By all accounts it would seem Nathanael never did see what Jacob saw. Instead he saw the Nazarean Jesus, whom he followed; despised, rejected, crucified and utterly destroyed.   It wasn’t much of a dream! It was a nightmare!

The next and only time we hear of Nathanael, after his meeting with Jesus under the fig tree, is on the shore of the Sea of Galilee in one of those mysterious post resurrection events.

I wonder if Nathanael remembered, as he stood there in the presence of the crucified and risen one, the words he heard those three adventurous years ago, “You will see greater things than these

Nathanael sure had.

Perhaps if we will get out from under the shade of our own prejudiced opinions, we may see greater things too?

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11 Comments on “Leaving the shadows – Epiphany3”

  1. Charis Varnadore says:

    You , thankfully, have become a crucial part of my Monday morning ritual. And although I am sure that we would not be in agreement on certain things, I am quite certain that you are far from any heresy. I am also certain that you are aware that being accused of such puts you in great company. Thankfully, such accusations are not met with flames; and although the stake and fire are gone, small minds will persist forever… Peace and good luck… Charis

    • Peter says:

      Thanks Charis,
      The stake burnings have hoefully gone away, but if you hear talk of a woodpile and firelighters outside the rectory, you may want to bring a six-pack and some snacks?
      Ciao
      The Listening Hermit

  2. globaltossup says:

    Peter,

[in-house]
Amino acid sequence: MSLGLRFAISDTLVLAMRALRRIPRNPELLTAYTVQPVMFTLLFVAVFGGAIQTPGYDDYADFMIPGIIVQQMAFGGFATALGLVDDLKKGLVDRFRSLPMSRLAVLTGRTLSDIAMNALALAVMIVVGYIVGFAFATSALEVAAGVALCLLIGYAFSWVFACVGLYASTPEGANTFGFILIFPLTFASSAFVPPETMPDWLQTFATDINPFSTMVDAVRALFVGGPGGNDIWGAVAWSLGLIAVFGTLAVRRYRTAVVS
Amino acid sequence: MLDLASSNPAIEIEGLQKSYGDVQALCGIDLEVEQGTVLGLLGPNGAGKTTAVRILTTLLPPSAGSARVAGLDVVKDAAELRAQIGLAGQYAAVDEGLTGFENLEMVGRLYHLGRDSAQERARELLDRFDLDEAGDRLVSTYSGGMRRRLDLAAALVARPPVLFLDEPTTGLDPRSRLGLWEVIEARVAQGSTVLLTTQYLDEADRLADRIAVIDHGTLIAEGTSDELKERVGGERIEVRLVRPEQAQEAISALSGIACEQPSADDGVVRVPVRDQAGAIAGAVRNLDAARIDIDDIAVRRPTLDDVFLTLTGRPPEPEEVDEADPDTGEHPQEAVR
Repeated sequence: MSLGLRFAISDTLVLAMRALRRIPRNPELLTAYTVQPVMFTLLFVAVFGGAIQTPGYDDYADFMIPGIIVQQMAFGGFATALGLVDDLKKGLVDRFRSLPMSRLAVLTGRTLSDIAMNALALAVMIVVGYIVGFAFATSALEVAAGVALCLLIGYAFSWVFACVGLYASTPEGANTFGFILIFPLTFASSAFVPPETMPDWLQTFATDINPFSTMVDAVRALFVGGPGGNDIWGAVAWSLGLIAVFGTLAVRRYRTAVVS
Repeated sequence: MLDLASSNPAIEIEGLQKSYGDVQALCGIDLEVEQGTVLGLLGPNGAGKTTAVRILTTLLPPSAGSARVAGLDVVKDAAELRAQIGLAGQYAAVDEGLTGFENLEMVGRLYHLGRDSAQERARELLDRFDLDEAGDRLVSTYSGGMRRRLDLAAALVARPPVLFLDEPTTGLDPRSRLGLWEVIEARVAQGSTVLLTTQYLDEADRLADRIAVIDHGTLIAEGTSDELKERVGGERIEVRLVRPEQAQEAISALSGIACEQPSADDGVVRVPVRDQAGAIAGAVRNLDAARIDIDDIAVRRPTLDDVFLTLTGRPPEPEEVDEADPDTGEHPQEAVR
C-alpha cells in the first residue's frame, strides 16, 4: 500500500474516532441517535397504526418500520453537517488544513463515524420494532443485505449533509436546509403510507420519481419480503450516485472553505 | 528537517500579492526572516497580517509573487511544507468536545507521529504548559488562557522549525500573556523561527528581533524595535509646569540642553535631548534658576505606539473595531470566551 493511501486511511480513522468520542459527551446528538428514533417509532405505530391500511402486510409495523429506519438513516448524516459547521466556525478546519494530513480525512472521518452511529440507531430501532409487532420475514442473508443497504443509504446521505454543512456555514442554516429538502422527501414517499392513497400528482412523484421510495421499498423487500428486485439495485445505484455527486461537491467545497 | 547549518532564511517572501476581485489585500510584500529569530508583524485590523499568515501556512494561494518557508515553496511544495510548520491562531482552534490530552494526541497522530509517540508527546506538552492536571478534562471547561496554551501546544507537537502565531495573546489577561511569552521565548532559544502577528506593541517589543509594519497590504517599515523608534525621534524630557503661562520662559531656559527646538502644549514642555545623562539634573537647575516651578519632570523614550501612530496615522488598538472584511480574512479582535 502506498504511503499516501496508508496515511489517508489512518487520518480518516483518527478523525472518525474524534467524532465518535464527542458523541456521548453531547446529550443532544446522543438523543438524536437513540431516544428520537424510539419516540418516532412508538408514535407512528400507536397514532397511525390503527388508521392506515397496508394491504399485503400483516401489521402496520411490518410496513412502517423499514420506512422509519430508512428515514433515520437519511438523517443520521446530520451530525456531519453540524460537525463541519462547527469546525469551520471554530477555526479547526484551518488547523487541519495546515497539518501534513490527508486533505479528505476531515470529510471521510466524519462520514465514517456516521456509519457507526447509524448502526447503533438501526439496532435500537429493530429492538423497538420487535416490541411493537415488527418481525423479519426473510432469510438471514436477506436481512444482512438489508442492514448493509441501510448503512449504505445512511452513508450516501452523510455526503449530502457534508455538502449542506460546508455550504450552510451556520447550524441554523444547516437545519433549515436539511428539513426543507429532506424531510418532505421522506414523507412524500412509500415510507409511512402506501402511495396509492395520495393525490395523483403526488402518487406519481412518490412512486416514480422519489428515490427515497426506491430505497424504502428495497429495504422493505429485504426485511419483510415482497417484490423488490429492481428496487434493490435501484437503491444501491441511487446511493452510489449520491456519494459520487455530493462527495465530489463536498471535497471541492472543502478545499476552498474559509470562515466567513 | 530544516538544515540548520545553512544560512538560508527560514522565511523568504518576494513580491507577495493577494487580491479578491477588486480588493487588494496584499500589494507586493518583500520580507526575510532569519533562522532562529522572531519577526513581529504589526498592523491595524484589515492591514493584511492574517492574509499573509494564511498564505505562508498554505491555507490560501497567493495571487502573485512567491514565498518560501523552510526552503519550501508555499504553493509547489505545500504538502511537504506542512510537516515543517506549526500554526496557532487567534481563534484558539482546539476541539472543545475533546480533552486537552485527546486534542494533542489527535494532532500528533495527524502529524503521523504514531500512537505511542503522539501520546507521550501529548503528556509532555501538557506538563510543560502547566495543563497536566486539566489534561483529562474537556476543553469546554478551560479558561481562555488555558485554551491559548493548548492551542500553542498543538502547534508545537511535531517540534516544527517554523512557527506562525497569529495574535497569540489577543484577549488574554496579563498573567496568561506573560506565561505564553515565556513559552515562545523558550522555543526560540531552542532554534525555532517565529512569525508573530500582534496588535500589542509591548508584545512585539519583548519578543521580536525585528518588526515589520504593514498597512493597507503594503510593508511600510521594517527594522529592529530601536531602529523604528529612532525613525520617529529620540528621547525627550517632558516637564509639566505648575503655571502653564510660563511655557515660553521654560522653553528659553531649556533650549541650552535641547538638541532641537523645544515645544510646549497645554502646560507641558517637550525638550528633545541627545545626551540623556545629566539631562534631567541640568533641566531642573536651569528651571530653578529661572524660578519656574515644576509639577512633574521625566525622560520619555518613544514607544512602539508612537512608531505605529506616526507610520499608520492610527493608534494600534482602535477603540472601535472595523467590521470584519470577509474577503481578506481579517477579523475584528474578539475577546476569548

I join the previous commenter in saying that your reflections have become an important part of my faith reflections each week as well. I’m sorry you’re going through this (even if it places you in good and faithful company over the ages). If you need any of us – your readers – to be a part of your cloud of witnesses, just say the word! Blessings, Pat

  3. Kate says:

    Peace, my brother. Sounds like a pain in the ass.
    Hopefully, it will all just be fodder for good storytelling over drinks in the near future.

    • Peter says:

      Thanks Kate, I am actually quite detached from the whole thing. Am more intrigued to see how the hierarchy of the MCSA play it. ‘Twill be a good party tale ’tis true.

  4. Kent says:

    Peter, I too am a visitor to your blog, and an ordained minister with the United Church of Canada. I really enjoy your reflections and thank you for your dedication to posting your good thoughts. This charge of heresy sounds absolutely absurd. You are a very thoughtful, faithful and good servant, if I may paraphrase a little…oops…that might be heretical. Nuts to that! Peace brother!

  5. Mark says:

    If you are a heretic, please reserve a spot for me beside you at the stake. God is at work in you…and for you…please know that you are in my prayers.

  6. Rebecca Crise says:

    Peter, I too am a faithful reader. You consistently give me food for thought as I prepare my sermons. I love your definition of a heretic! Certainly seems applicable to your accusers. I do pray your bishop backs you. You, your bishop and your accusers will be in my prayers; narrow minded fundementalists always need our prayers. Peace, Rebecca+

  7. Hi, Peter

    Your thinking often pushes me out of a rut, and broadens my perspective, and leaves me feeling less comfortable than I was. But then, I think that is the purpose of preaching … to stretch people, and get them to see that God is only God if we allow God to be beyond the boundaries. You push the boundaries … and you pay the price.

    I suspect ultra-right conservative theology should also be classed as “heresy” …

    Strength to you!

    Mark

  8. Don Scrooby says:

    I’m glad to hear that you feel rather detached from the whole thing. It needs to be treated with the contempt it deserves, I too can’t help but wonder how the church will deal with it. Strength, Peter. Your work and insight is fresh, challenging and liberating. I’m with you friend. Thank you for being who you are.